In the course of the next 20 years, I developed a method of tuning the top and back plates just before an instrument was finished which turned out to work very well in consistently producing fine sounding instruments of the violin family in all sizes. This was published in Scientific American in 1982 and has gone all over the world and works very well for violinmakers as long as they would use Italian-type violin making, which is different from the German methods of tuning plates. This also made possible the construction of the New Violin Family instruments, which have fine sound. Otherwise, that whole development would have been impossible. It also would not have been possible without the expert advice and help of over 100 associates in the Catgut Acoustical Society, and two Guggenheim Fellowships.

At the present time, these instruments are finding their way around the world and are rated as the first time in musical history that such a project has been brought to fruition since it was published in 1619 by Michael Praetorius in a book called Syntagma Musicum. Hans Astraand, president of the Swedish Royal Academy of Music, has said that these new instruments are the first time in history that a consistent theory of acoustics has been successfully applied to a whole family of violin-type instruments. Compared to the standard violin, viola, cello, and bass, the Violin Octet instruments can produce increased power, wider dynamics, extended frequency ranges, enhanced pizzicatos, and tonal combinations never before heard. Over the last thirty years the qualities of these instruments have challenged contemporary composers to write and arrange over 300 pieces of music, not only for the whole ensemble, but for smaller groups and solos as well as in combination with all ranges of the human voice where the instruments are particularly effective.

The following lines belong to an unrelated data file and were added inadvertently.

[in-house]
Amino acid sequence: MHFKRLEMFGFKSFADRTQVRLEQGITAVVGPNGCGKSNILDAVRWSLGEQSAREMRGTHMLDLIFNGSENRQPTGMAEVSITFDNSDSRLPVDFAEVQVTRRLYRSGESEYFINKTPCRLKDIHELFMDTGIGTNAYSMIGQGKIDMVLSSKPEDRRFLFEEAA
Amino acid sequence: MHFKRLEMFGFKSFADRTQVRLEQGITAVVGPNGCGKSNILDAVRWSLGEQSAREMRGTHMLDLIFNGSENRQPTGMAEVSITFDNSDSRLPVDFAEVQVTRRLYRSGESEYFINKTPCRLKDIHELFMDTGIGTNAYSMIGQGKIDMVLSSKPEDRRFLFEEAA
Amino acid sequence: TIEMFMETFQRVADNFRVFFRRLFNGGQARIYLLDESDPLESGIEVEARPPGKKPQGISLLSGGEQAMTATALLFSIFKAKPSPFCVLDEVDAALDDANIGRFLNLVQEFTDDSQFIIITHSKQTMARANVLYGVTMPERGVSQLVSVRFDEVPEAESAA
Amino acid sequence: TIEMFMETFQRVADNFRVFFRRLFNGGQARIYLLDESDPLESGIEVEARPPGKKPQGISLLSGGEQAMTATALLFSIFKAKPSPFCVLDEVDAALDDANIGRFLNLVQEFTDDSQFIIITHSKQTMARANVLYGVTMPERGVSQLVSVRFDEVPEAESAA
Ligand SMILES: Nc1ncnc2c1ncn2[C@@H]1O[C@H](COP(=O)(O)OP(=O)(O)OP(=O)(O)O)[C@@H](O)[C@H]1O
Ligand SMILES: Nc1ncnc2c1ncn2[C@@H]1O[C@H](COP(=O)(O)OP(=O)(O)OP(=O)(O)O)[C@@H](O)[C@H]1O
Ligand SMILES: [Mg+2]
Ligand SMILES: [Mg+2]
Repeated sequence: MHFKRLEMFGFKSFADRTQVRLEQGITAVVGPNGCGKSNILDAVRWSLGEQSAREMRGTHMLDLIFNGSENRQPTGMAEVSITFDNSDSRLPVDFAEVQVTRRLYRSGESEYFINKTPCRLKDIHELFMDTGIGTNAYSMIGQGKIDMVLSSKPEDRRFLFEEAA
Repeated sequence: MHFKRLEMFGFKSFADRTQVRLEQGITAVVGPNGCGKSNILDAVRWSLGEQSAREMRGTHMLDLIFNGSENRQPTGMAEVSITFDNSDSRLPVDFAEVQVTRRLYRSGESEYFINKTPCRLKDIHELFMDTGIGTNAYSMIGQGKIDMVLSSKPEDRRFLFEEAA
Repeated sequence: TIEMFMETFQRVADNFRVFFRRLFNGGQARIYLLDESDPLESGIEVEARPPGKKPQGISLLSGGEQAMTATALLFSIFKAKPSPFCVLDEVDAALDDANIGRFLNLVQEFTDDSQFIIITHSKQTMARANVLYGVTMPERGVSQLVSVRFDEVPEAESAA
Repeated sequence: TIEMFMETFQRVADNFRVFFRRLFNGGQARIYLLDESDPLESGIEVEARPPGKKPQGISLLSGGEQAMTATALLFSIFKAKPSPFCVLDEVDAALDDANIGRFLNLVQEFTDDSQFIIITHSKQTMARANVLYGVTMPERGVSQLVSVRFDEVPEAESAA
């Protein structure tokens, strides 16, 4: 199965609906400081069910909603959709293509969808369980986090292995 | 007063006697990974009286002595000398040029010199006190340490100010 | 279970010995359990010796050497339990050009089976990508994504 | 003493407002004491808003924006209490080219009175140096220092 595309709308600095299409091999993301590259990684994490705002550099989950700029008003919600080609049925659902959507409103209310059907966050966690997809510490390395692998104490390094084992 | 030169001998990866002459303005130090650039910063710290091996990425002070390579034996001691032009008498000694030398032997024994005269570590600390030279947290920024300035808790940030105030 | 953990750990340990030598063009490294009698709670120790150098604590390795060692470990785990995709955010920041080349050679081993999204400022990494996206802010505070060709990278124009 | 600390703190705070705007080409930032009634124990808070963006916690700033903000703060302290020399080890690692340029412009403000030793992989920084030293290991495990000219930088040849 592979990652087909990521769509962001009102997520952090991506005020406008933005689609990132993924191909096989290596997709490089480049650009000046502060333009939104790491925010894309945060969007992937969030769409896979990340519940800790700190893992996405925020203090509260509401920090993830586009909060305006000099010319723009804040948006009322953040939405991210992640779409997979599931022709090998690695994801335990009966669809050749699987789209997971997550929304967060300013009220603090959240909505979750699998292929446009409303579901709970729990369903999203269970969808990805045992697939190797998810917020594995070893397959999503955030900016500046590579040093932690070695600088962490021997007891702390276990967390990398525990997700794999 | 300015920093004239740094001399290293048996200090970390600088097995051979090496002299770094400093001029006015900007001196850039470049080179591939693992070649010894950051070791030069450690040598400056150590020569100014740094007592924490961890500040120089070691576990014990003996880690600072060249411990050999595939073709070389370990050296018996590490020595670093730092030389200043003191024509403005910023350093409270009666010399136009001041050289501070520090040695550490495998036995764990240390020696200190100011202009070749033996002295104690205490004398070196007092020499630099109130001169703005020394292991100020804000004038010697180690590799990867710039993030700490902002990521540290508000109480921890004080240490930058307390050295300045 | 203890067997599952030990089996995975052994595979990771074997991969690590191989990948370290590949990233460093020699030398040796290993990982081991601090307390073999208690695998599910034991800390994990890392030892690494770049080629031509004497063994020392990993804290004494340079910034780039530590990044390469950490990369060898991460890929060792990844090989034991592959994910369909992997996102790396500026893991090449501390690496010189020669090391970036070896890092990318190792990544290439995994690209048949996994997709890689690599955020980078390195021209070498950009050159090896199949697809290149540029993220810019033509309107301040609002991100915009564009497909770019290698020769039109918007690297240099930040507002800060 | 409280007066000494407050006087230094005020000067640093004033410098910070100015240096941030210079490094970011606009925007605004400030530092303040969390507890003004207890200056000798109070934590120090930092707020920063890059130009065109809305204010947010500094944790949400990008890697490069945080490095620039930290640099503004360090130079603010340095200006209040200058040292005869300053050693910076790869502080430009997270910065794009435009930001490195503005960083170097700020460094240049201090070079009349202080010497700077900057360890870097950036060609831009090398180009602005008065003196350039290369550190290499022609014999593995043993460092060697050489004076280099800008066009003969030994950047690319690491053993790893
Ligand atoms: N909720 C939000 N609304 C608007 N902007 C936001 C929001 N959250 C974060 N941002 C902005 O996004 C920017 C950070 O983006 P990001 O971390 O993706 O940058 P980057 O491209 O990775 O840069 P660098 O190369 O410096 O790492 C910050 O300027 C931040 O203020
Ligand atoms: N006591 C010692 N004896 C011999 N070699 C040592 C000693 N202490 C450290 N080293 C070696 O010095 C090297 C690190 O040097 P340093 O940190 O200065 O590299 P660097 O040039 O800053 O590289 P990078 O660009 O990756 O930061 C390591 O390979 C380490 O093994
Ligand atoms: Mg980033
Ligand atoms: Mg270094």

At the age of 92, I continue to make a few instruments, but most of my efforts now are dedicated to getting the New Violin Family adopted around the world. There are now seven sets of the new instruments on the road and three more under construction: one in Genoa, Italy, one in Belgium, and one in the USA. Over two hundred lectures and concerts during the last thirty years have been presented to audiences in London, Edinburgh, Stockholm, St. Petersburg, Russia, Berlin, Tokyo, Taiwan, New York’s Metropolitan Museum of Art, The National Music Museum in Vermillion, South Dakota, as well as numerous other places around the USA and Canada. An Octet spent three years in the Royal College of Music, London where their new sounds were explored and new music composed for them. Another Octet was loaned for three years to the Conservatory of Music in St Petersburg, Russia, where eight distinguished professionals and professors performed many concerts to standing ovations and enthusiastic reviews with several fine recordings and numerous new compositions resulting. Sadly, there were not enough funds to keep them there permanently. Also, there is now an Octet in New York City where jazz and avant-garde music groups are using them with great enthusiasm. Currently visitors to the Metropolitan Museum of Art in New York City can view the Museum’s own Hutchins Violin Octet in a display in their instrument collection. This exhibit was set up along with an Octet concert in the Grace Rainey Rogers Auditorium of the museum a year ago in May and will be there at least through September 2003.